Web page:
Author Topic: Mental Illness, Stigma and Ignorance  (Read 1187 times)

No one

  • Knows Who'd Win a Fight Between Superman and Batman
  • ****
  • Posts: 1403
Re: Mental Illness, Stigma and Ignorance
« Reply #15 on: February 01, 2018, 12:59:51 AM »
No one:
The average person gets depressed from time to time, they snap out of it. Sadly, they have no idea of the impact and devastation that accompanies chronic, debilitating depression. They think that people who suffer from it play the woe is me card. Not justifying their actions, it's just difficult for people to wear another's shoes unless they have walked that same mile.

Aregentium:
You do have a point, but it seems to me like a failure in empathy for those suffering from chronic depression. I don't know if it's a current trend, but now with all the information available and especially almost high exposure to depression and other mental illness-related topics in the media and such, could it be that people are becoming desensitized to it? Like, it's something so commonplace these days because people are talking about it more that it somehow downsizes the negative experience?

I hope I'm making sense...


Maybe not so much as desensitized as it is misunderstood. This can be said of any illness or injury where those that are unfamiliar with the crisis at hand. Unless you have a direct effect from said injury or illness or you know someone who suffers from, it is hard to quantify or fathom just what they are going through.

Let's face it, if a good portion of people who languish through this exhausting, depleting misery barley understand it themselves. How can anyone on the outside truly grasp the severity of it all? Most people with no experience area can not begin to comprehend the crushing weight, the consuming emptiness that devours one's will.

It is easy to sit on the sidelines and mercilessly judge, those that appear weak. And humans always choose the path of least resistance. The mock with the what do you have to be depressed about, as if life is some sort of comparison as to who has more right to wallow in their despair.   

It's all just a matter of understanding. If humans took more time to understand one another, the whole of their misfortune would melt away, and what a wonderful time it would be.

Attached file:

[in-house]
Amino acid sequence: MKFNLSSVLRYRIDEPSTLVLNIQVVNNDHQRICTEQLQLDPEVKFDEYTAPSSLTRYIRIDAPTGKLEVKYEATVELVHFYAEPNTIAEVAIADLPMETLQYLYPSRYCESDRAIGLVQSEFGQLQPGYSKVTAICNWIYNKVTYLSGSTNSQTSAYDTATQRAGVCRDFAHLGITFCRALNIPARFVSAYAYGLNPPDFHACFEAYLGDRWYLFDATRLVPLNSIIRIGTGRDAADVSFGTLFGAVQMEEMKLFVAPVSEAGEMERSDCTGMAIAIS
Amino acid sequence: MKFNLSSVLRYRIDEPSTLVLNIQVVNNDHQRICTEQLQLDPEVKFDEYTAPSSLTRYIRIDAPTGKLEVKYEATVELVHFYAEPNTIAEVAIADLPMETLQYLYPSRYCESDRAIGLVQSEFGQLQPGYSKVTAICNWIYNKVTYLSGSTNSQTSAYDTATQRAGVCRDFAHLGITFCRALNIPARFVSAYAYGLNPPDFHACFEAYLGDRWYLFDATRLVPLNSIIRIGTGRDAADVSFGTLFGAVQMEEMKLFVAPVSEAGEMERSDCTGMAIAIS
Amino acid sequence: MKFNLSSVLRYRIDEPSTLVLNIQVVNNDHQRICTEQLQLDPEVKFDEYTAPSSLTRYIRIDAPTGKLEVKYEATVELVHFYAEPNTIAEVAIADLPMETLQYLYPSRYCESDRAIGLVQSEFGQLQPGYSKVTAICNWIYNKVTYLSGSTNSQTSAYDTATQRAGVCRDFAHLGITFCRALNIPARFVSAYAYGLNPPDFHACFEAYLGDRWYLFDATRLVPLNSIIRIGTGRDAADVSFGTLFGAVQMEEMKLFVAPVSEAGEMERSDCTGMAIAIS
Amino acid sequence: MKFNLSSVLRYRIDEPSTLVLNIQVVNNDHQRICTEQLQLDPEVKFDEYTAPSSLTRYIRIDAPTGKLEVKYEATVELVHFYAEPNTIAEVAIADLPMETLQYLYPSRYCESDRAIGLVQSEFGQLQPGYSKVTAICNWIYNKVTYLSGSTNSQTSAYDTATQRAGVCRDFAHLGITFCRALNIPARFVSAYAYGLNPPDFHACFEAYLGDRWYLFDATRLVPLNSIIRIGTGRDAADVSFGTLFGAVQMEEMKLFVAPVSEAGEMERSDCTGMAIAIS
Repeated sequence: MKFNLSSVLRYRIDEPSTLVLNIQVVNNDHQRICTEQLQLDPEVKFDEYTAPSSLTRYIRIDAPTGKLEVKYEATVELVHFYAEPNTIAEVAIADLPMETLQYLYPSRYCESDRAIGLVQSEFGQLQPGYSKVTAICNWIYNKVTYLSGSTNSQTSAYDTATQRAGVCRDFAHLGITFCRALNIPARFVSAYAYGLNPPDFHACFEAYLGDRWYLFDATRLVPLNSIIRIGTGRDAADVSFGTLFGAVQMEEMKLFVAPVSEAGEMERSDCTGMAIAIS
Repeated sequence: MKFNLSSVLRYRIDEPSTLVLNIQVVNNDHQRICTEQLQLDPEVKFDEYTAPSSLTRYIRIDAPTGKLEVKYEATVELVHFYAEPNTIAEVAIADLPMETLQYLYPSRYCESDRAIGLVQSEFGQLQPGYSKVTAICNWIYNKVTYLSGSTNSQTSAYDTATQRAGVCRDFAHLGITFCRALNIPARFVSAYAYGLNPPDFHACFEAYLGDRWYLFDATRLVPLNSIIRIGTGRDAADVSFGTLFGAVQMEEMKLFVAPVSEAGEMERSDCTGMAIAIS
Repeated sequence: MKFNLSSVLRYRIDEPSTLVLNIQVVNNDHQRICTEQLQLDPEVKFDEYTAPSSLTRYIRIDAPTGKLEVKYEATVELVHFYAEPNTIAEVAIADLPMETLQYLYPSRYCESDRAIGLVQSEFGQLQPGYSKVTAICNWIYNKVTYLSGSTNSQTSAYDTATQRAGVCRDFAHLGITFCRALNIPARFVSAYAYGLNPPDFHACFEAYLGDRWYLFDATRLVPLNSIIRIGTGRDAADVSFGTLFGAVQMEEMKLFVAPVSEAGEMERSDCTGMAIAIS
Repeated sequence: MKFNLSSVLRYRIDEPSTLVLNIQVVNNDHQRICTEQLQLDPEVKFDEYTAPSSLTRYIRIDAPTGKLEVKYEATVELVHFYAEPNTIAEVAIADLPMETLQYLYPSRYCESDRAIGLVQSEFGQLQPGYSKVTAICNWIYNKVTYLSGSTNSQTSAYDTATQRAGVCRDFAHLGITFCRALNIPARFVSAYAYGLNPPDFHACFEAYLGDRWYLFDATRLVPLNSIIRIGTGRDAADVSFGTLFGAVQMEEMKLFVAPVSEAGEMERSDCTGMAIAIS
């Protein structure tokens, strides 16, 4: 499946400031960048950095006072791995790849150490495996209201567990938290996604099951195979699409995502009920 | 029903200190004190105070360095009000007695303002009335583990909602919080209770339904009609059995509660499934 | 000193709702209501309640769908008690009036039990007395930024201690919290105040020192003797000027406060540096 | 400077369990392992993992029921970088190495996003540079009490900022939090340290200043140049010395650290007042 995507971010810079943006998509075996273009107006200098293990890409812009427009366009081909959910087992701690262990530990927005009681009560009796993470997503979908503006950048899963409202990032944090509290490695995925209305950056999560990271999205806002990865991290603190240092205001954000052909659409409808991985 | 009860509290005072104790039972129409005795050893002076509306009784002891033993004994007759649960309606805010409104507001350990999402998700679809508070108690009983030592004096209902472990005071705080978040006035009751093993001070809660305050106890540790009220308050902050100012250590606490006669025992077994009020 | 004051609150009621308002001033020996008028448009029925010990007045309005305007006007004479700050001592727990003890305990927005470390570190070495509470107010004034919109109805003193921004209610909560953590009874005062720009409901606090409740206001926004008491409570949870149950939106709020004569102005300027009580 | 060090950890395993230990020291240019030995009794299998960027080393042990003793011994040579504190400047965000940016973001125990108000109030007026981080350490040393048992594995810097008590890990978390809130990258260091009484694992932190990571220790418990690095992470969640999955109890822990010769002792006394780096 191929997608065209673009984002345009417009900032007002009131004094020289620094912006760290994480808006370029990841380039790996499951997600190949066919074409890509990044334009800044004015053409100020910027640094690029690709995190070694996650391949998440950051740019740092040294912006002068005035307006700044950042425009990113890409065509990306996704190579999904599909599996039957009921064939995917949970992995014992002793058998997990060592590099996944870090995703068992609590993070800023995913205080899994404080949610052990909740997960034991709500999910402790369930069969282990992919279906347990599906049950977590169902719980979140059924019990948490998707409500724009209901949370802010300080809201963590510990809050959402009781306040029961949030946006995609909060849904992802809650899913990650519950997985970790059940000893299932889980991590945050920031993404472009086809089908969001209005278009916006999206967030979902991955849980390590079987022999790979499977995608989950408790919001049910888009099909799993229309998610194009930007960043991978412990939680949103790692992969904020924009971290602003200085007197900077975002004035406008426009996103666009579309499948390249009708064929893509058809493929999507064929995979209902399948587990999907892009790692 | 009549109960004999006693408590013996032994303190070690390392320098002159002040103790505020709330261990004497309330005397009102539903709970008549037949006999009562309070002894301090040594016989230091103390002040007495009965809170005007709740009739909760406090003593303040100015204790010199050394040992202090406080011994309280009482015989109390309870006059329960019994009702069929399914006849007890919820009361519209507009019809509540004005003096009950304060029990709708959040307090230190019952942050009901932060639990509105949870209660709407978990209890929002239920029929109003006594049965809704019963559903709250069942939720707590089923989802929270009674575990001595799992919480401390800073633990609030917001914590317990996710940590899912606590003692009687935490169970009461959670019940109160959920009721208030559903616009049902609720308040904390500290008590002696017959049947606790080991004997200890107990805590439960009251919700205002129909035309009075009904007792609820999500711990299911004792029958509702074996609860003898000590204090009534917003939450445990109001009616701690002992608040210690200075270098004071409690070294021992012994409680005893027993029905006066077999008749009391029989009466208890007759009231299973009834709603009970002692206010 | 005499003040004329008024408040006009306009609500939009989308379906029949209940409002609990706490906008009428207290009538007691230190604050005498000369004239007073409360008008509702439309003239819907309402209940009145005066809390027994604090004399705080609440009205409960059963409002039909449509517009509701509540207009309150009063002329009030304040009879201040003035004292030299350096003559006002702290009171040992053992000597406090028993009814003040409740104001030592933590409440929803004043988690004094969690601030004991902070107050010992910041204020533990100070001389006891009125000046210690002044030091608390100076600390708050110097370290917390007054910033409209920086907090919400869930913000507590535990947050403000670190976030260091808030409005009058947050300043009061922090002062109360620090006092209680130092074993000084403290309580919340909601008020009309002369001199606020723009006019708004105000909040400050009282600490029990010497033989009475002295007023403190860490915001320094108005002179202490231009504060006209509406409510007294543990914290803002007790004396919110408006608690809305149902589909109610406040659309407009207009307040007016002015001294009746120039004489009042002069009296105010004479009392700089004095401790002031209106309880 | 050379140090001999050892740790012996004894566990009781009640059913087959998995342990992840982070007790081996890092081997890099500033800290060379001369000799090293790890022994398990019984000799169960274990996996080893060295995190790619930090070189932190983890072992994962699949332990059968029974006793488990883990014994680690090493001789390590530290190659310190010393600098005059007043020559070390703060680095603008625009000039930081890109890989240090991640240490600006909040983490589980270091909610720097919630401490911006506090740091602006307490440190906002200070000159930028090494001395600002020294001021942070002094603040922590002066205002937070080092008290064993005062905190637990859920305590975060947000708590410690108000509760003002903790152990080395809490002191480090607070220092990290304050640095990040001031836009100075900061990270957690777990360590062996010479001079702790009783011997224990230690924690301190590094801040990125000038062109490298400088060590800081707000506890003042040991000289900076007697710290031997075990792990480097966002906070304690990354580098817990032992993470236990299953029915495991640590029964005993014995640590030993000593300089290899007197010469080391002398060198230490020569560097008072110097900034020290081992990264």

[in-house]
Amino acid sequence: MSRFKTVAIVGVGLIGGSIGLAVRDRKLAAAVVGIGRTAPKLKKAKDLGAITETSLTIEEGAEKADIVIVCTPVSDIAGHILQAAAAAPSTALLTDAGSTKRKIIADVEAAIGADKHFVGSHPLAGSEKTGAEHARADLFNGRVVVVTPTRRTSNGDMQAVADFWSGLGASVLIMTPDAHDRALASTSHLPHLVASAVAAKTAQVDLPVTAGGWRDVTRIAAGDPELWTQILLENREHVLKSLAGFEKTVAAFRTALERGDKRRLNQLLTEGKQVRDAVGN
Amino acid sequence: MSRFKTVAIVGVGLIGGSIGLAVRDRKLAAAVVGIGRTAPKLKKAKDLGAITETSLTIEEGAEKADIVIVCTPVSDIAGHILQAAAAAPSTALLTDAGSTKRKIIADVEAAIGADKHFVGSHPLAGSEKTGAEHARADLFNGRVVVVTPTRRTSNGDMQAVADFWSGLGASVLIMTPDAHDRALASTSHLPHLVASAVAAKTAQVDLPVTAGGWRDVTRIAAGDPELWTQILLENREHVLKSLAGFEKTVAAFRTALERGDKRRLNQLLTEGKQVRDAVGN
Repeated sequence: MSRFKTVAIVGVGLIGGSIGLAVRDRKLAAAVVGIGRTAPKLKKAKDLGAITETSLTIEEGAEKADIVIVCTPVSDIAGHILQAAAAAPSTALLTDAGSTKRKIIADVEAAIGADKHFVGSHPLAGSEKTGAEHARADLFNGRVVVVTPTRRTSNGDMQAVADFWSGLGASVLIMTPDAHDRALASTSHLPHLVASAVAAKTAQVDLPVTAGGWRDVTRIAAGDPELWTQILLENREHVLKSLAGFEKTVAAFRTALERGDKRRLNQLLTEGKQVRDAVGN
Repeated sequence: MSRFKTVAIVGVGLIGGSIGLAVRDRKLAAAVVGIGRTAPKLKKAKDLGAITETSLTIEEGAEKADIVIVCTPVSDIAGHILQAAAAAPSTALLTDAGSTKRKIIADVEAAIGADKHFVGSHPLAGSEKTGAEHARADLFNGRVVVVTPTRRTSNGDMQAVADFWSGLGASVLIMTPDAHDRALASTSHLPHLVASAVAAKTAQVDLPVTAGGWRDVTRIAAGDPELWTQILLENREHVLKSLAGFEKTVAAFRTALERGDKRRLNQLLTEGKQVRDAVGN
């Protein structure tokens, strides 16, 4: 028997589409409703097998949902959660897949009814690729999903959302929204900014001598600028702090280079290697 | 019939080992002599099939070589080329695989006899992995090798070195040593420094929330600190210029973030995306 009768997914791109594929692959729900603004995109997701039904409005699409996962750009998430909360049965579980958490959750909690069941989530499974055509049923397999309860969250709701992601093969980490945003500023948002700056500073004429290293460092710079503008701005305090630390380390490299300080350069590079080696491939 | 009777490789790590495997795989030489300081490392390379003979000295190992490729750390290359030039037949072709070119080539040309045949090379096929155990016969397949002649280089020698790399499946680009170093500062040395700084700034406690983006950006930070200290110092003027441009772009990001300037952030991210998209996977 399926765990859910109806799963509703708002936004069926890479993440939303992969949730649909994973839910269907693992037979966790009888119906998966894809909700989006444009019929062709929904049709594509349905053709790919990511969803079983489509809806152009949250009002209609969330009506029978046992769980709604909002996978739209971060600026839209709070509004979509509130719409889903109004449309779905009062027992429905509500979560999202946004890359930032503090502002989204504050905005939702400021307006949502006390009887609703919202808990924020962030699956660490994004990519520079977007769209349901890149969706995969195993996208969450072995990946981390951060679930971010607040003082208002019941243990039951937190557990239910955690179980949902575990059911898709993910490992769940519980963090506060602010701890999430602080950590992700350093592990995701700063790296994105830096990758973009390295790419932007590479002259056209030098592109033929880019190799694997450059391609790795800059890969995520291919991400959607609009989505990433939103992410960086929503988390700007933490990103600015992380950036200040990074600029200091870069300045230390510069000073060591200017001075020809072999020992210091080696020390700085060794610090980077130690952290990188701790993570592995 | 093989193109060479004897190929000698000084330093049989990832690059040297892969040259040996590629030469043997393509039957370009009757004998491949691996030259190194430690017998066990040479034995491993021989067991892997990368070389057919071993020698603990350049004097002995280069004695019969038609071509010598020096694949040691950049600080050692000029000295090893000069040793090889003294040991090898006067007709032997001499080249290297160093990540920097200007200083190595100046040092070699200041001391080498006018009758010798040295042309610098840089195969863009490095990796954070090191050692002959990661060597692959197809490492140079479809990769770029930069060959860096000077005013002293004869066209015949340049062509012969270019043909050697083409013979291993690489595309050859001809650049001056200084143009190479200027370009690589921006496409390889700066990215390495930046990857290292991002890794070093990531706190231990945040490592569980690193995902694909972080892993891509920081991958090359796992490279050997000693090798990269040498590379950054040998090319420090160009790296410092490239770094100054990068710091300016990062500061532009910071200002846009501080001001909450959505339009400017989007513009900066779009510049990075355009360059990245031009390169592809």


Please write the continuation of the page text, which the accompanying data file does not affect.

Magdalena

  • Butterfly of Doom.
  • Don't Pray in My School, and I Won't Think in Your Church
  • *****
  • Posts: 7879
  • Gender: Female
  • Angry hippies need to smoke cheap weed.
Re: Mental Illness, Stigma and Ignorance
« Reply #16 on: February 01, 2018, 04:39:34 AM »
...How can anyone on the outside truly grasp the severity of it all? Most people with no experience area can not begin to comprehend the crushing weight, the consuming emptiness that devours one's will.
...
This is deep.


“I've had several "spiritual" or numinous experiences over the years, but never felt that they were the product of anything but the workings of my own mind in reaction to the universe.” ~Recusant

"...What seems to be is always better than nothing..." ~Doobie Brothers.

Ecurb Noselrub

  • No Wall in my name!!!
  • Wears a Colander Hat for Special Occasions
  • *****
  • Posts: 6199
  • Gender: Male
Re: Mental Illness, Stigma and Ignorance
« Reply #17 on: February 01, 2018, 05:13:02 PM »
No one:
The average person gets depressed from time to time, they snap out of it. Sadly, they have no idea of the impact and devastation that accompanies chronic, debilitating depression. They think that people who suffer from it play the woe is me card. Not justifying their actions, it's just difficult for people to wear another's shoes unless they have walked that same mile.

Aregentium: